Wind turbine gearbox lubrication requires special consideration
By Steve Gahbauer
Industrial gearboxes are highly engineered machines. Many components in gear drives have tight tolerance limits and an optimized gear geometry. It stands to reason that such equipment needs special care. The successful operation and longevity...
December 1, 2011
By Steve Gahbauer
Industrial gearboxes are highly engineered machines. Many components in gear drives have tight tolerance limits and an optimized gear geometry. It stands to reason that such equipment needs special care. The successful operation and longevity of a gearbox is directly related to regular maintenance and proper lubrication.
Gear oil has two main purposes: it reduces wear and dissipates heat. Most gearbox failures can be attributed to improper lubrication. If the wrong type of oil or incorrect viscosity is used, gear failures are sure to happen. But this is preventable. Proper oil viscosity provides a film between meshing gear teeth. It is very thin and keeps the gear teeth from contacting metal-to-metal. Oil suppliers provide product data sheets with useful information, but the true test of a gear oil is how it works in the system.
This is true for any type of gearbox, but proper lubrication and lube cleanliness are absolutely crucial to wind turbine gearboxes, because these present challenges that are not found in other equipment.
Gearboxes are the weakest link and the most expensive component in a wind turbine; they are expensive to repair and replace. They are relatively small but very complex with their low- and high-speed geometry. A gearbox in a wind turbine connects a low-speed shaft turned by the rotor blade with a high-speed shaft that drives the turbine. The low-speed shaft is typically supported by two large bearings. Lubricants in the gearbox and bearings play a vital role in ensuring that a wind turbine operates effectively.
Aside from suitable viscosity, wind turbine gearbox oils must have an extra-high film strength, low pour point and resistance to corrosion, good water tolerance, good cleansing and dispersing ability, they must be resistant to foaming and facilitate filtering, provide protection against micro-pitting, and they must be non-toxic.
Above all, they must be reliable and long-lasting, because access to wind turbine gearboxes is difficult and expensive. Maintenance and oil changes require a tall crane and, in many cases, easement rights to properties.
At a recent technical dinner meeting of the Toronto Section of the STLE (Society of Tribologists and Lubrication Engineers), Michelle Graf, the product manager of hydraulic and industrial gear oils for the Lubrizol Corp. in Wickliffe, OH, presented an overview of wind turbine gearbox lubricants and performance parameters, followed by a discussion of tests needed to adequately evaluate lubricant performance. Graf is also co-chair of the American Wind Energy Association’s Operation and Maintenance Working Group.
Graf spelled out the specific requirements for wind turbine gearbox lubricants, saying that they should be 90-99% base oil and 1-10% additives. The base oil can be either mineral oil or PAO. The base stocks need to be synthetic products because of the extended drain requirements of wind turbine gearboxes.
The potential benefits of synthetic base stock are that they can operate in a wide range of temperatures and that they have very versatile viscosity characteristics. Additives must be formulated for extra-high pressure, anti-wear, and rust inhibiting properties.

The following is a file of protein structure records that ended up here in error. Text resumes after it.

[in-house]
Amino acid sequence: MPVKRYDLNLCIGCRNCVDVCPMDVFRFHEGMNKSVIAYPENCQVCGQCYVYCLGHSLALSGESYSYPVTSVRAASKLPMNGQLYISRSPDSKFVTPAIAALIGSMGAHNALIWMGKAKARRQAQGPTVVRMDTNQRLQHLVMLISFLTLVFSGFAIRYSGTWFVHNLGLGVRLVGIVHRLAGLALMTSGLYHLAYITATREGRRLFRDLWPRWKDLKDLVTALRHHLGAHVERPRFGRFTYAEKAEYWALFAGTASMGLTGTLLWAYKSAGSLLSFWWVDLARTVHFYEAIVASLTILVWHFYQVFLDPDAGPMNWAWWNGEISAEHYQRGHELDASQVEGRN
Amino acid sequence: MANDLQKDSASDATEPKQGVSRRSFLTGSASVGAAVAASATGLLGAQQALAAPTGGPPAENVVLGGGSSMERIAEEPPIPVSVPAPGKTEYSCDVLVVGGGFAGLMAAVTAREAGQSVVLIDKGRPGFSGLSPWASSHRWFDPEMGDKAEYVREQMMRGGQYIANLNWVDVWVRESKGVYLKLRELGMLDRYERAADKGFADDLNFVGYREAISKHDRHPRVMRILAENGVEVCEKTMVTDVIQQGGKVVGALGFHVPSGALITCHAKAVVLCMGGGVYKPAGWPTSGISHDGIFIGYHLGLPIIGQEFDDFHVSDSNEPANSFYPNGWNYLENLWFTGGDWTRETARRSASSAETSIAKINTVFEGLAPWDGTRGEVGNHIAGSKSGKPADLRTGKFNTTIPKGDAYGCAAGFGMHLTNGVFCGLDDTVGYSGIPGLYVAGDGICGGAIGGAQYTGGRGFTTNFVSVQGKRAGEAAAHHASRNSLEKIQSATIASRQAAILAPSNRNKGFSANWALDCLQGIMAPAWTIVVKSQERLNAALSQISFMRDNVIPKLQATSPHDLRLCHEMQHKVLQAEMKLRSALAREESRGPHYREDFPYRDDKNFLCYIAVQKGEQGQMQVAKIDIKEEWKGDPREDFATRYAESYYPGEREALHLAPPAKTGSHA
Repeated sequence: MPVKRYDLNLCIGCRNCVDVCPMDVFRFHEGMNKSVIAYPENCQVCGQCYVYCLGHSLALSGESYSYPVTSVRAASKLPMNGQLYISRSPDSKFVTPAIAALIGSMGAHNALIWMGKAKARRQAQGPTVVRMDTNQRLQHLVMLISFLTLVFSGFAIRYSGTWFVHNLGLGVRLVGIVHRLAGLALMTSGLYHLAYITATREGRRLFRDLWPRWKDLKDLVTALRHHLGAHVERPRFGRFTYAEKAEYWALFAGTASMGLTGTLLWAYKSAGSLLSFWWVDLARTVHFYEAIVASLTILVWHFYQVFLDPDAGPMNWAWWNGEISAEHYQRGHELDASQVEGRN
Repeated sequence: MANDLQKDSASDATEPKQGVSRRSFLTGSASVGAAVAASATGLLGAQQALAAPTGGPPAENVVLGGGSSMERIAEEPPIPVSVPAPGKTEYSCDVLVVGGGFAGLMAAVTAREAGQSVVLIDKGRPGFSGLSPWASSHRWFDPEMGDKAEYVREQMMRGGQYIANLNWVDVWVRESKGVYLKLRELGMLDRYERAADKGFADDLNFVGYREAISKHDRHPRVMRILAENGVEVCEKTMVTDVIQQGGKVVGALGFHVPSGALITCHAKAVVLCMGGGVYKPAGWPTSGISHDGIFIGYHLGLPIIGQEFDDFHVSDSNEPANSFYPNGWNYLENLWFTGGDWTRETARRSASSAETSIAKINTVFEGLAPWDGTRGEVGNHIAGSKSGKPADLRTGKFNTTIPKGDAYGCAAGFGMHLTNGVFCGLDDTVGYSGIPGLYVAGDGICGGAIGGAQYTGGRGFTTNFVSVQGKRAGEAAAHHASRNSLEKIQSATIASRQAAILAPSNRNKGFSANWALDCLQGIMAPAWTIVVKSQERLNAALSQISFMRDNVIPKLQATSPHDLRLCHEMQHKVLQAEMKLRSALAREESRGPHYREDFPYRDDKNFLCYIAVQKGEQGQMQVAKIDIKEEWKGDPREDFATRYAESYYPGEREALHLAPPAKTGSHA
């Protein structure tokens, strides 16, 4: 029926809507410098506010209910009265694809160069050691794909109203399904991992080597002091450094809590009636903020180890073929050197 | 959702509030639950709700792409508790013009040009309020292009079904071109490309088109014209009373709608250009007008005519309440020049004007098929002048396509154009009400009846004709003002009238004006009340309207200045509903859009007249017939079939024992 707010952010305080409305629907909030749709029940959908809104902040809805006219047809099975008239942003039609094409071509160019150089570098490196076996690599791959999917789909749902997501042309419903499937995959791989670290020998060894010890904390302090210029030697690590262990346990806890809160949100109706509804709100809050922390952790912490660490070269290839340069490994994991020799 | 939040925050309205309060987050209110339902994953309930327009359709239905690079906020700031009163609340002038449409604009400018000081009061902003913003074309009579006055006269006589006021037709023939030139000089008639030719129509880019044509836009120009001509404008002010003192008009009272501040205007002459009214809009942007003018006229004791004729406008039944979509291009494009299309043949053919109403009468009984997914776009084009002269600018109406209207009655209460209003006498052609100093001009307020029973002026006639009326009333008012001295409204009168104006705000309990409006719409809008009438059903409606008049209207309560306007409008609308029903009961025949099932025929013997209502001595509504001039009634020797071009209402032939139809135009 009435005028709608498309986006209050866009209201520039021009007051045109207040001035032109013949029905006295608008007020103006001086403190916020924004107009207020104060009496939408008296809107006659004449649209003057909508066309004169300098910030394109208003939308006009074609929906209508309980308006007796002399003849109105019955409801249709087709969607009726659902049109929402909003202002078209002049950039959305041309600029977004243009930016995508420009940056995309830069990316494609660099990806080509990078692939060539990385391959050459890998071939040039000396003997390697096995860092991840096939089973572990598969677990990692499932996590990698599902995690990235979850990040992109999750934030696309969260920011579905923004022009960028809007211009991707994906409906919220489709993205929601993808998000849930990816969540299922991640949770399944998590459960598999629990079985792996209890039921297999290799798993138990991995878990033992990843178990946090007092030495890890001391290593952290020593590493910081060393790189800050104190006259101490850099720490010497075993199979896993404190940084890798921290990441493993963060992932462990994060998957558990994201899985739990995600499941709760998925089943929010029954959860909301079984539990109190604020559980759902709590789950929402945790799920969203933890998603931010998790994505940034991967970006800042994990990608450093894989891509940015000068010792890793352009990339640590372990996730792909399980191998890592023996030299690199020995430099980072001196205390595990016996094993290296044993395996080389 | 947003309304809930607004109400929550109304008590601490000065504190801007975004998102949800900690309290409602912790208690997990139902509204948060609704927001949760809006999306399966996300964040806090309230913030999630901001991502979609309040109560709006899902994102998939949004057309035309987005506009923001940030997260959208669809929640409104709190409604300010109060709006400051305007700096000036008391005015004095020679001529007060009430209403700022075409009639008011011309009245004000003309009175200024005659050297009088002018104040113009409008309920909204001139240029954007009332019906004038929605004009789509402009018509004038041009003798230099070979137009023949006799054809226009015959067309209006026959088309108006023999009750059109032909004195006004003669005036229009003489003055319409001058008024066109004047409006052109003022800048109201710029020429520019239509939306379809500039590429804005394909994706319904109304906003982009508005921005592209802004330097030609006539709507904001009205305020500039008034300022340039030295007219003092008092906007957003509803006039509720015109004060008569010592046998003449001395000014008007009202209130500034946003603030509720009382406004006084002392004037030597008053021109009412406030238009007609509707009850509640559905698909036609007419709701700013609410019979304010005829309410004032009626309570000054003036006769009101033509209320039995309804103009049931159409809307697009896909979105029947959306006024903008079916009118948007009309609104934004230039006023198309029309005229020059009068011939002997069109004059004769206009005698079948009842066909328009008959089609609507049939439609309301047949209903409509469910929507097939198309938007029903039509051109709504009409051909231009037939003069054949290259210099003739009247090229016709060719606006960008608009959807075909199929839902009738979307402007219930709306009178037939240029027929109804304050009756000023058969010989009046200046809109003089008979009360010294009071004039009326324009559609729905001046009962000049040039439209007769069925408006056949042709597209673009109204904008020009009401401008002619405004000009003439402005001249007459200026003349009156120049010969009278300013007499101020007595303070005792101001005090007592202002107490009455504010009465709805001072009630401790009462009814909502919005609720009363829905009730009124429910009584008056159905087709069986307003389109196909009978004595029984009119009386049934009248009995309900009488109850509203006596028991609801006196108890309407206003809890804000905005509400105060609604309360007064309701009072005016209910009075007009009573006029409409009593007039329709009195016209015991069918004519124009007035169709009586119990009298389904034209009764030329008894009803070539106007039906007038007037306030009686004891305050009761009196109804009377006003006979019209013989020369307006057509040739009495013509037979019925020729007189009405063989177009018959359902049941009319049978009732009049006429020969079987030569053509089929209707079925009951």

Aside from reducing friction and dissipating heat, wind turbine gearbox oils must also inhibit foaming. Formulation balance is critical because so many components of a formulation are surface-active. Thus, proper formulating is a real balancing act.
There are various key tests available to assure appropriate and effective performance of wind turbine gearbox oils. They include general industrial gear bench tests, mechanical and field tests, and specific tests that OEMs can perform. The governing standard is DIN 51517-3. Wind turbine suppliers, gearbox manufacturers and lubricant vendors are useful sources of information.
Proper selection, application and condition monitoring of wind turbine gearbox lubricants is essential for achieving maximum service. Because oils and additives break down over time, it is essential that gearbox oil is replaced regularly. An oil sampling program is effective in monitoring gearbox health.
Checking oil levels regularly should be part of a preventive maintenance program. Too little lubrication can damage gearing; to much may cause churning and higher operating temperatures. Either result in decreased efficiency and reduced oil and seal life. It is important to check for leaks at shaft seal areas and to make sure that filters and strainers remove contaminants when the gearbox is equipped with a pressurized lubrication system. Replace them when changing the oil.
The choice of wind turbine gear lubricant depends on turbine size, turning speed, transmission design, operating range and filtration, and on the type of lubricant delivery system. There are many things to consider, but solutions are available. For instance, SKF offers a wide range of items for wind turbine gears and bearings that are designed to boost turbine performance and increase reliability. Among them are new products related to automatic lubrication systems.
Other points to consider, says Graf, are anticipated oil life, compatibility with current lubes, and warranty issues. It is a good idea to discuss specific needs with suppliers and to look at the total cost versus only the cost of the oil.
Above all else, the main issue is to keep the gearbox lubricant as clean and contaminant-free as possible. This minimizes downtime, reduces maintenance and repair costs, and increases machine availability.
Steve Gahbauer is an engineer and a Toronto-based freelance writer.